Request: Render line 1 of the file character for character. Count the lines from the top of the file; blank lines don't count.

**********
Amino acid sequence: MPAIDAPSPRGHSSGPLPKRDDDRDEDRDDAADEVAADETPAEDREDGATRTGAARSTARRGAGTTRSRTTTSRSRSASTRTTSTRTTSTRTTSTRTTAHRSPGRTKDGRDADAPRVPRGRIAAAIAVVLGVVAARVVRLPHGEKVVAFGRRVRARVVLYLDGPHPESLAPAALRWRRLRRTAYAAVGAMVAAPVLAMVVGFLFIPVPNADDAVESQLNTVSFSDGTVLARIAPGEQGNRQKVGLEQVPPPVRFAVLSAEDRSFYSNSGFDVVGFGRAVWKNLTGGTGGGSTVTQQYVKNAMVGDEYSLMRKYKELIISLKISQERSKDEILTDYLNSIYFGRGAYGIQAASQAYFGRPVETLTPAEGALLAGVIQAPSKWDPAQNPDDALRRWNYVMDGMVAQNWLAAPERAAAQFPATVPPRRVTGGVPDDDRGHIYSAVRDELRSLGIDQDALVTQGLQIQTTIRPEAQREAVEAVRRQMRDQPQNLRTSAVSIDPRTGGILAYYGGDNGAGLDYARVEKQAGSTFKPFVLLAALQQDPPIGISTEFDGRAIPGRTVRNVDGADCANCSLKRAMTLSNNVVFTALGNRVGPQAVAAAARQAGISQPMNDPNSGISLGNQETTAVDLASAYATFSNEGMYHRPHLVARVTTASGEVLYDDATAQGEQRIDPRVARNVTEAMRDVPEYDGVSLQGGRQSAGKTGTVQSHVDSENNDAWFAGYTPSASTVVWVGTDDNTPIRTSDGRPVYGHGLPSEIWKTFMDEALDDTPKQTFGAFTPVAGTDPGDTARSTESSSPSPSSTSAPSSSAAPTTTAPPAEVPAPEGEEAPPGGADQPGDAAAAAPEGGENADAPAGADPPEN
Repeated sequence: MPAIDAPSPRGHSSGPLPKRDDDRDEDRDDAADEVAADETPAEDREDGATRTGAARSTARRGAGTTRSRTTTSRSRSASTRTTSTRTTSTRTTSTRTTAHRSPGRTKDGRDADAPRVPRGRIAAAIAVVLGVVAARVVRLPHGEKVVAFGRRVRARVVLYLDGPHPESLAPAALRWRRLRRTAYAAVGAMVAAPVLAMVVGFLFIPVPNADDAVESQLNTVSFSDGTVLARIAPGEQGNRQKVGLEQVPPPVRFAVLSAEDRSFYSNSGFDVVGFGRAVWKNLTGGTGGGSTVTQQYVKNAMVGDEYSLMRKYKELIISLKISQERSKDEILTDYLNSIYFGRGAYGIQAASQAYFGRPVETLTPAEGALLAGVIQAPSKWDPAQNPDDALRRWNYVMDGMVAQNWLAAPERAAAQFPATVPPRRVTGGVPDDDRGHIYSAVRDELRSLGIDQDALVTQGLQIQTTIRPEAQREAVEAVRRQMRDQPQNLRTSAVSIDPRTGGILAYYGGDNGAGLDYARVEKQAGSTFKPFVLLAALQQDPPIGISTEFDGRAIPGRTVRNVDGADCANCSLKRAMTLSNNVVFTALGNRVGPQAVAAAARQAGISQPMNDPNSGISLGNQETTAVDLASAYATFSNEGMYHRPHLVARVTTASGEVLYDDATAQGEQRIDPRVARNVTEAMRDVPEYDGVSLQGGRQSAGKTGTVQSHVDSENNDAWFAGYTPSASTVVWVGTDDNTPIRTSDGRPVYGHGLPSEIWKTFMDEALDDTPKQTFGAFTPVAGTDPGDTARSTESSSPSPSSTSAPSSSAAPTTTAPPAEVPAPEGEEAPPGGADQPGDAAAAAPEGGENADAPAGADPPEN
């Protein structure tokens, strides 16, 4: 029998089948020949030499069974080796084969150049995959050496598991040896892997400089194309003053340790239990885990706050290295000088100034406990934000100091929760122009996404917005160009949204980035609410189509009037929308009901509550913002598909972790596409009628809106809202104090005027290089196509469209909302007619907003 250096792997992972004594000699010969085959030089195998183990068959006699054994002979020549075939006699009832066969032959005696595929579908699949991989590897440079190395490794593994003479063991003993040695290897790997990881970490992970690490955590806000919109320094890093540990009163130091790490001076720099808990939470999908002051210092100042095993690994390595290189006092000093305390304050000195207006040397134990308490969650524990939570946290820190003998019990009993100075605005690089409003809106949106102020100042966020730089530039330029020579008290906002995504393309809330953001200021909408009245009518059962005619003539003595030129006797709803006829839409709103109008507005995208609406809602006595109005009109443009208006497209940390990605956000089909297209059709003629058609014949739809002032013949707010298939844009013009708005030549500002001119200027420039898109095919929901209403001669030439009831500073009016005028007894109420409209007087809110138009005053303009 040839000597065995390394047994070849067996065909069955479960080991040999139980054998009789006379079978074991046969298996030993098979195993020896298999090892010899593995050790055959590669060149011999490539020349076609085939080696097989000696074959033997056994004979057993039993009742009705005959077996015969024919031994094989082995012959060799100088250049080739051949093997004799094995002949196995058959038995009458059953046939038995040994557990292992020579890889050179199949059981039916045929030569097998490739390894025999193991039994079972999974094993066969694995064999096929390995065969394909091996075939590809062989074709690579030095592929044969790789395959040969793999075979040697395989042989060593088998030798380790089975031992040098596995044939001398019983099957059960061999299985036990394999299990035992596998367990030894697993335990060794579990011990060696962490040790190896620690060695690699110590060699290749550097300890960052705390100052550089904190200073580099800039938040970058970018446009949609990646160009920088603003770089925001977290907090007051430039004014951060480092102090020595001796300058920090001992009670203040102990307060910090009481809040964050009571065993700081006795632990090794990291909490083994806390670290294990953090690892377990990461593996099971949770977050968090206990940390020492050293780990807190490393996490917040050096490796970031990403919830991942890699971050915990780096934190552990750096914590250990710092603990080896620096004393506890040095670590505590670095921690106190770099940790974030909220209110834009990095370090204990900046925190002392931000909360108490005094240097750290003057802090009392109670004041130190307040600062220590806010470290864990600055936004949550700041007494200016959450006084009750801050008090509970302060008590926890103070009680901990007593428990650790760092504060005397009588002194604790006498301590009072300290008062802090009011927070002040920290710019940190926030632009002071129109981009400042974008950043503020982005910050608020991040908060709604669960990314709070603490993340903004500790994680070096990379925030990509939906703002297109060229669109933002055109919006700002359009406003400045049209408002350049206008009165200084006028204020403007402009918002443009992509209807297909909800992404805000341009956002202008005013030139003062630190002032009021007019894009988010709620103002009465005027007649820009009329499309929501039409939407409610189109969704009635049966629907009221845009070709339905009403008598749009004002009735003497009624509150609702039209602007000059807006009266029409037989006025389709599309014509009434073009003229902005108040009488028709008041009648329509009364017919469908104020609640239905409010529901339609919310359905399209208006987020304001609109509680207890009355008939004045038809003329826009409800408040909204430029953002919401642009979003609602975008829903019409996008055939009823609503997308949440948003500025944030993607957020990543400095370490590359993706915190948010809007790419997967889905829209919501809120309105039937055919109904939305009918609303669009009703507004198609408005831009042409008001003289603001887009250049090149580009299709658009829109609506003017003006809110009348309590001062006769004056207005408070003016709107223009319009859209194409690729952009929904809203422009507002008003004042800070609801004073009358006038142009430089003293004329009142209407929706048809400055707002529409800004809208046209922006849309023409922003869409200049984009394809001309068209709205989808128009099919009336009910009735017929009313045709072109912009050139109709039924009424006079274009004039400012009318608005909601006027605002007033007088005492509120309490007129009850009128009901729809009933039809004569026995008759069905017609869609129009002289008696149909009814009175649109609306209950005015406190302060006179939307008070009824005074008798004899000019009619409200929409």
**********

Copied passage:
Amino acid sequence: MPAIDAPSPRGHSSGPLPKRDDDRDEDRDDAADEVAADETPAEDREDGATRTGAARSTARRGAGTTRSRTTTSRSRSASTRTTSTRTTSTRTTSTRTTAHRSPGRTKDGRDADAPRVPRGRIAAAIAVVLGVVAARVVRLPHGEKVVAFGRRVRARVVLYLDGPHPESLAPAALRWRRLRRTAYAAVGAMVAAPVLAMVVGFLFIPVPNADDAVESQLNTVSFSDGTVLARIAPGEQGNRQKVGLEQVPPPVRFAVLSAEDRSFYSNSGFDVVGFGRAVWKNLTGGTGGGSTVTQQYVKNAMVGDEYSLMRKYKELIISLKISQERSKDEILTDYLNSIYFGRGAYGIQAASQAYFGRPVETLTPAEGALLAGVIQAPSKWDPAQNPDDALRRWNYVMDGMVAQNWLAAPERAAAQFPATVPPRRVTGGVPDDDRGHIYSAVRDELRSLGIDQDALVTQGLQIQTTIRPEAQREAVEAVRRQMRDQPQNLRTSAVSIDPRTGGILAYYGGDNGAGLDYARVEKQAGSTFKPFVLLAALQQDPPIGISTEFDGRAIPGRTVRNVDGADCANCSLKRAMTLSNNVVFTALGNRVGPQAVAAAARQAGISQPMNDPNSGISLGNQETTAVDLASAYATFSNEGMYHRPHLVARVTTASGEVLYDDATAQGEQRIDPRVARNVTEAMRDVPEYDGVSLQGGRQSAGKTGTVQSHVDSENNDAWFAGYTPSASTVVWVGTDDNTPIRTSDGRPVYGHGLPSEIWKTFMDEALDDTPKQTFGAFTPVAGTDPGDTARSTESSSPSPSSTSAPSSSAAPTTTAPPAEVPAPEGEEAPPGGADQPGDAAAAAPEGGENADAPAGADPPEN